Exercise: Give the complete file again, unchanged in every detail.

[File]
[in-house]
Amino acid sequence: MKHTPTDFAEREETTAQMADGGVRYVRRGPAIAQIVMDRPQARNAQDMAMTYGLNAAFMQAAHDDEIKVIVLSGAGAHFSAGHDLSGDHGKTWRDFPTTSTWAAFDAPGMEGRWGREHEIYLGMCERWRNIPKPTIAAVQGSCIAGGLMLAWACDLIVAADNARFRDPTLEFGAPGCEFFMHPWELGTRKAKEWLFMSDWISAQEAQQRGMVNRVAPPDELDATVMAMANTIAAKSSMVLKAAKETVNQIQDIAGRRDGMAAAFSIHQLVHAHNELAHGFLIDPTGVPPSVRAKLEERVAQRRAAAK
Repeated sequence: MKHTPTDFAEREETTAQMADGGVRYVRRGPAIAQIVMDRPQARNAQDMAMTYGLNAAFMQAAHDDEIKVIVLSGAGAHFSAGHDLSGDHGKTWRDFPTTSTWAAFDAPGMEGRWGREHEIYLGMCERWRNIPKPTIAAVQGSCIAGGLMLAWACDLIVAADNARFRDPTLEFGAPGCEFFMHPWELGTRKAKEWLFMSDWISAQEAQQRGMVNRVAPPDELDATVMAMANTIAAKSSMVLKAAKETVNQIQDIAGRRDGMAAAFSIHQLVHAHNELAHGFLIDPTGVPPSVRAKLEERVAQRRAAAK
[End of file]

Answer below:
[in-house]
Amino acid sequence: MKHTPTDFAEREETTAQMADGGVRYVRRGPAIAQIVMDRPQARNAQDMAMTYGLNAAFMQAAHDDEIKVIVLSGAGAHFSAGHDLSGDHGKTWRDFPTTSTWAAFDAPGMEGRWGREHEIYLGMCERWRNIPKPTIAAVQGSCIAGGLMLAWACDLIVAADNARFRDPTLEFGAPGCEFFMHPWELGTRKAKEWLFMSDWISAQEAQQRGMVNRVAPPDELDATVMAMANTIAAKSSMVLKAAKETVNQIQDIAGRRDGMAAAFSIHQLVHAHNELAHGFLIDPTGVPPSVRAKLEERVAQRRAAAK
Repeated sequence: MKHTPTDFAEREETTAQMADGGVRYVRRGPAIAQIVMDRPQARNAQDMAMTYGLNAAFMQAAHDDEIKVIVLSGAGAHFSAGHDLSGDHGKTWRDFPTTSTWAAFDAPGMEGRWGREHEIYLGMCERWRNIPKPTIAAVQGSCIAGGLMLAWACDLIVAADNARFRDPTLEFGAPGCEFFMHPWELGTRKAKEWLFMSDWISAQEAQQRGMVNRVAPPDELDATVMAMANTIAAKSSMVLKAAKETVNQIQDIAGRRDGMAAAFSIHQLVHAHNELAHGFLIDPTGVPPSVRAKLEERVAQRRAAAK